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We’re going to let you in on a little secret. Most popular healthy diets that are touted for weight loss—from Paleo to Mediterranean and vegetarian—share many of the same basic principles. All involve eating whole foods (as opposed to packaged and processed) and filling your plate with quality sources of protein, healthy fats, complex carbohydrates, and vitamin-, mineral-, and fiber-rich vegetables. (Again, we’re talking about the ones that fall somewhere on the healthy spectrum, not unhealthy fad diets like, ahem, the Grapefruit Diet. However, each proposes a slightly different path that leads to fulfilling those principles. In this column, we’ll be breaking them down for you one by one so you can figure out which (if any!) is right for you. We’ll quickly explain the facts and then provide quick, actionable tips on how to follow the diet as part of a Nutritious Life.

Created by Dr. Pierre Dukan, a French doctor who specializes in weight management, the Dukan Diet promises to help you lose weight fast and permanently, all while being able to eat as much as you like. Sounds like a dream? We’ve got the Dukan Diet decoded

What is the Dukan Diet?

The Dukan Diet is a high-protein, low-carb and low-fat diet that is divided into four phases: two phases to help you shed the weight and two phases that help  you keep it off. The length of each phase depends on how much weight you want to lose in order to reach your “true weight,” which the diet describes as the weight you can reach without struggling or restricted eating. Before you start the diet, you’ll need to calculate this true weight using a variety of factors such as age, gender, weight history, and bone structure. 

What You Eat

Attack phase (1-7 days): During this first phase, you’ll be eating a protein-only diet. You can choose from a list of sixty-eight lean protein sources such as meat, poultry, fish, tofu, and eggs. The only other food permitted is 1.5 tablespoons of oat bran per day and an unlimited amount of konjac, an Asian root vegetable, for added fiber.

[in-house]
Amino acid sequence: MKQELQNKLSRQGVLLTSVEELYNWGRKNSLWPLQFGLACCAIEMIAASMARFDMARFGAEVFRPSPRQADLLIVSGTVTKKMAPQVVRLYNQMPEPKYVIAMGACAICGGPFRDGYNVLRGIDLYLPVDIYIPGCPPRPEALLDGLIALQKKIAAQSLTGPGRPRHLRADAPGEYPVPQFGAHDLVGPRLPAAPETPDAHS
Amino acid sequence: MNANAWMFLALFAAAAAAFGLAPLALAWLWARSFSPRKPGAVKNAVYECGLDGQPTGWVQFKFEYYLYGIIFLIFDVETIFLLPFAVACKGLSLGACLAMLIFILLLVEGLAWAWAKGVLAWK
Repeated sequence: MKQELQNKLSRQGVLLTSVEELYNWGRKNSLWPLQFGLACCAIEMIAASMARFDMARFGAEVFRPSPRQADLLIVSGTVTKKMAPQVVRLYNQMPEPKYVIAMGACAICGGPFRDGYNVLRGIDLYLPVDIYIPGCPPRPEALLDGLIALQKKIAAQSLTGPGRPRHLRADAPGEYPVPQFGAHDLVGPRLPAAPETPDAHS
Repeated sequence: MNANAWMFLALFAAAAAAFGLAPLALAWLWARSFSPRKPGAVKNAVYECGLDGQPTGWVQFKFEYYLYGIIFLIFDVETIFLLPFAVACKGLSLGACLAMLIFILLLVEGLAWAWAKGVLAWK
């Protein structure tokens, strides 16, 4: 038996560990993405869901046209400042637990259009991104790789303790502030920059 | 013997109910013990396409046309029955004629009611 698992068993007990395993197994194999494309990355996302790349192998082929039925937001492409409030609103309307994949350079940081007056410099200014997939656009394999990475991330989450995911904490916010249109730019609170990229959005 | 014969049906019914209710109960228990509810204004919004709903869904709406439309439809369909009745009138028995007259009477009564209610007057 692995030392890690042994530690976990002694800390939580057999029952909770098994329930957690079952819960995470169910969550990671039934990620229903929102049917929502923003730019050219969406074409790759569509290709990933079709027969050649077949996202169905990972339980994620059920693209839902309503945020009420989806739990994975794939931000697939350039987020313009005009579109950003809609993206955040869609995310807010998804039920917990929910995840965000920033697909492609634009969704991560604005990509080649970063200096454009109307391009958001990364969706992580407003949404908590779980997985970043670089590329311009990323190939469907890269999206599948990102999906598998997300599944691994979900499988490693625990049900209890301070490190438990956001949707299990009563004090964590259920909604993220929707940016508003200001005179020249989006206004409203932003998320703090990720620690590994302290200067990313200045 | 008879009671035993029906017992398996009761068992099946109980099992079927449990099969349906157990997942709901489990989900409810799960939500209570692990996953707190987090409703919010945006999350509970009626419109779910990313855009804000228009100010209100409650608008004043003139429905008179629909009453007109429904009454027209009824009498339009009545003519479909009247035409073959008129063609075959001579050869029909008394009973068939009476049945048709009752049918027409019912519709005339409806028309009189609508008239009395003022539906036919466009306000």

Cruise phase (1-12 months): In this phase, you start introducing 32 diet-approved vegetables by alternating between protein-only days and lean protein plus non-starchy vegetable days. Konjac, two tablespoons of oat bran and one teaspoon of olive oil per day are also permitted. 

Consolidation phase (5 days for every pound lost in phases 1 and 2): Small amounts of fruits and starchy vegetables, whole grain bread, and cheese can be added back into your diet along with the approved list of 100 protein and vegetable foods and your daily dose of konjac, oat bran and olive oil. However, you need to reserve one day a week for a protein-only diet. 

Stabilization phase (for life): While all foods are allowed in this phase, you’re encouraged to monitor the foods you eat to prevent weight gain. The diet recommends you focus on consuming protein, non-starchy vegetables and some fruit. Cheese, starchy foods, and treats should be eaten sparingly. Three tablespoons of oat bran per day and one protein-only day per week is also recommended. 

What You Don’t Eat

With so much emphasis on protein, you won’t be eating a lot of foods high in carbs and fat on this diet. Grains, fruit, nuts, seeds, legumes, processed foods, and sweets are kept to a minimum. 

Pros and Cons

Unlike many weight-loss diets, there are no calorie restrictions or limits on how much you can eat. The high protein content will keep you satisfied, so you probably don’t have to worry about getting hangry. Plus, the emphasis on fiber-rich veggies will also help fill you up, provide important nutrients, and help aid in weight loss.

That being said, there are a lot of restrictions on the types of foods you can eat, including nutritious options like whole grains, fruit, nuts, seeds, and legumes. Skimping on carbs and fat could mean you’re missing out on many essential nutrients and health benefits. Healthy fats, for example, are not only needed to absorb fat-soluble vitamins, but they also can help you lose weight by keeping you satisfied. While research is limited on this diet, one study surveyed 51 women on the Dukan Diet and found that they consumed high amounts of potassium, iron, vitamins A, D, and B2 and animal protein. However, they weren’t meeting recommended levels of fruits, vegetables, vitamin C and folate. 

All the rules and food restrictions can also make this diet difficult to follow, stressful, and exclude tasty ingredients that can make your meals actually enjoyable. 

The Bottom Line

If you like lots of rules and are looking to lose weight, then this diet may be effective. But we know that health is more than just about weight, and this diet excludes plenty of nutritious, flavorful foods that are needed to support your overall health and happiness. If long-lasting results are what you’re looking for, you’ll be better off skipping this restrictive diet and aiming for a balanced diet rich in a variety of whole foods instead. 

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